World’s first test tube lion cubs are ‘happy and normal’


The first pair of test tube lion cubs in the world are “healthy and normal” raising hopes that other big cats can be brought back from the brink of extinction.

Victor and Isabel were born to a lioness at the Ukutula Lodge and Conservation Centre (UCC) near Pretoria, South Africa five weeks ago.

These pictures show the twins playing together and resting at the centre after doctors gave them a clean bill of health.

Scientists at the University of Pretoria have been researching female lions’ reproductive systems, and said these are “‘the first ever lion cubs to be born by means of artificial insemination (AI) anywhere in the world.”

a close up of an animal: getty-test-tube-lion-cubs-1043105636.jpg © Provided by Independent Digital News & Media Limited getty-test-tube-lion-cubs-1043105636.jpg

Veterinary PhD at the university, Dr Isabel Callealta, said: “The success of the AI births of the lion cubs not only celebrate a world-first achievement but has laid the foundation for effective non-surgical AI protocols for this species, using both fresh and frozen-thawed sperm.

“The research will hopefully mean we can start working towards carrying out similar procedures on some of the much rarer big cats like the snow leopard and the tiger in the future.”

a squirrel sitting on a rock: getty-test-tube-lion-cubs-1043105492.jpg © Provided by Independent Digital News & Media Limited Getty-test-tube-lion-cubs-1043105492.jpg

Founder of the UCC Willi Jacobs said he was honoured to provide the scientific facilities, and animals, for the project.

“We are grateful to the team of scientists who continue working relentlessly in pursuit of this key element in preserving future generations,” he said. “There can be little doubt that wildlife conservation through education and ethical scientific research is the most suitable long-term solution for our planet’s conservation challenges and dwindling wildlife populations.”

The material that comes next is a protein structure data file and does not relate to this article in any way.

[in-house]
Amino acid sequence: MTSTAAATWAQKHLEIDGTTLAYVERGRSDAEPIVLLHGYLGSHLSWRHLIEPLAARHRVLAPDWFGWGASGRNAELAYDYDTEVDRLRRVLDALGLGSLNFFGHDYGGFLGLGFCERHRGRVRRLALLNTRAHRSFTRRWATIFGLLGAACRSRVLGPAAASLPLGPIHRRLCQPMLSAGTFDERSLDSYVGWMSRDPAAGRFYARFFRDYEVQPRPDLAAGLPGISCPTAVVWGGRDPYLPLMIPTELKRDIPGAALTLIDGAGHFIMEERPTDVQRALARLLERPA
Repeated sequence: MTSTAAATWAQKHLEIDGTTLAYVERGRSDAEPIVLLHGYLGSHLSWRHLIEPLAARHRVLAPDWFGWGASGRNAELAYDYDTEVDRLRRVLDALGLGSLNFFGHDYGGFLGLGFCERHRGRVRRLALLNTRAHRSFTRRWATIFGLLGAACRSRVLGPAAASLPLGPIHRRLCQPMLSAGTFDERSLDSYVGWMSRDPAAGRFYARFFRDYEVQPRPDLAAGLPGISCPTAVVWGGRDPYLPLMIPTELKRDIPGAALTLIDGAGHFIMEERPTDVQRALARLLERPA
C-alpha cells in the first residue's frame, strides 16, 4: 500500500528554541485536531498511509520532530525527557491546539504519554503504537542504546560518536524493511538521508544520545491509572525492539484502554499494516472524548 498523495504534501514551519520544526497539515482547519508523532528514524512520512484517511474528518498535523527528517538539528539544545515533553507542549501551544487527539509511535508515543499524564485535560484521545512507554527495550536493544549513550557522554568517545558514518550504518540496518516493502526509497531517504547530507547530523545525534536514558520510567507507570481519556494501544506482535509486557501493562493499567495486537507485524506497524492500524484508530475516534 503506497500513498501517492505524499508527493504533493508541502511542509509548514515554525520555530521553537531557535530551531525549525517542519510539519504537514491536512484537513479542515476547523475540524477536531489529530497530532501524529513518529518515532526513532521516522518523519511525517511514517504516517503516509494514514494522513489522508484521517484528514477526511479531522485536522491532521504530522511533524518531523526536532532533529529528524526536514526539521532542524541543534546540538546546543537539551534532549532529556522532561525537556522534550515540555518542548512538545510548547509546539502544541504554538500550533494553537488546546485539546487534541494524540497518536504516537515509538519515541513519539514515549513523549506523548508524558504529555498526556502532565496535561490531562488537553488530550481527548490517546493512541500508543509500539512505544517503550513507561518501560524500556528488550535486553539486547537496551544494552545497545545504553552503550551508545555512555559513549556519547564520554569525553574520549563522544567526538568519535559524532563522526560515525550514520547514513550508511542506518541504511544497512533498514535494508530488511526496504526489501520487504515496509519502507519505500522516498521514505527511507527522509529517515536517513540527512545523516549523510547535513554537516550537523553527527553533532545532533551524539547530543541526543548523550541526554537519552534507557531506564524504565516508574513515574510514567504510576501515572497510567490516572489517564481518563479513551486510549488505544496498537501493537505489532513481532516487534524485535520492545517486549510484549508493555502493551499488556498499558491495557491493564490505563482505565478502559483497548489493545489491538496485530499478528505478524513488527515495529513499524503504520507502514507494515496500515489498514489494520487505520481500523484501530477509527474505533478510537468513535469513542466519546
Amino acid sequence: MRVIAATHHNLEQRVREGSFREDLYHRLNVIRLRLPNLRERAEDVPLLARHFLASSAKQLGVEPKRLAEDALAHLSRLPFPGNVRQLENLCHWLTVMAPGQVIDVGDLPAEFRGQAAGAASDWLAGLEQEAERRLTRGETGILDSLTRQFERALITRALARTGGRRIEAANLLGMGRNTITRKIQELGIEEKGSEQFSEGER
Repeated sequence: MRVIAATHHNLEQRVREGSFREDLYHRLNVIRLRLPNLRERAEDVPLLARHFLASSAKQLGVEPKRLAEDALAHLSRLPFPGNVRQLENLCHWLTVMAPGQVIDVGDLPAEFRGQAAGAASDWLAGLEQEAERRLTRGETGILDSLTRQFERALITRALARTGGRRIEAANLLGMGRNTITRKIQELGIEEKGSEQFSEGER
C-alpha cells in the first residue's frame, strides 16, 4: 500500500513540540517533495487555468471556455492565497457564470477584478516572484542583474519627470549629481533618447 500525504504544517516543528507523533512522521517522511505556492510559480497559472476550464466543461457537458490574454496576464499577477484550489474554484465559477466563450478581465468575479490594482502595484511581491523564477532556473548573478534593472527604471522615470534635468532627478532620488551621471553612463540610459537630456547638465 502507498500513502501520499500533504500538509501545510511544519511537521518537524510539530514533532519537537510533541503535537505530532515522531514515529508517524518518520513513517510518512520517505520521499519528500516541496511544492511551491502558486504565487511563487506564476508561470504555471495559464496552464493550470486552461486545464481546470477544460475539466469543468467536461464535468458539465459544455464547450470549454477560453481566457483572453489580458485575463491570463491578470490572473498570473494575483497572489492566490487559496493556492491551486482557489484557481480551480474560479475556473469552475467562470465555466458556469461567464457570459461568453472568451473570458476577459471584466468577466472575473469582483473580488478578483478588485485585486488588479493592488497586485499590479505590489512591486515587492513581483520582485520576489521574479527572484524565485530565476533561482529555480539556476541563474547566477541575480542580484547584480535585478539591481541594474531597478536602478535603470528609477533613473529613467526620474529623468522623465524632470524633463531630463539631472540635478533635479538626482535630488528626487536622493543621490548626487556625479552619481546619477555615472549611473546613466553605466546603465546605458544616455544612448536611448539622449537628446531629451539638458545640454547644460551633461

a cat sitting on a rock: getty-test-tube-lion-cubs-1043105586.jpg © Provided by Independent Digital News & Media Limited getty-test-tube-lion-cubs-1043105586.jpg

Although African lions normally breed quite well in captivity, the wild population is highly fragmented and suffers progressively from isolation and inbreeding. Indiscriminate killing, habitat loss and prey depletion, epidemic diseases, poaching, and trophy hunting threaten the extinction of the wild populations.

The African lion population is estimated to have decreased from 1.2 million to 18,000 since records began. Another 7,000 lions have been lost in the past two years alone.

The African lion is listed as ‘Vulnerable’ on the International Union for Conservation of Nature (IUCN) Red List of Threatened Species, with the West African lion subpopulation considered critically endangered, while the Asiatic lion is also considered endangered in the wild.

But animal welfare organisation, the Born Free Foundation, criticised the programme, and said the “captive lion breeding industry in South Africa is exploitative and profit-driven.”

Mark Jones of the organisation told the Daily Mail: “It generates its income through interaction activities (lion cub petting and lion walks), canned trophy hunting of lions and the lion skeleton trade, while contributing nothing to lion conservation.”

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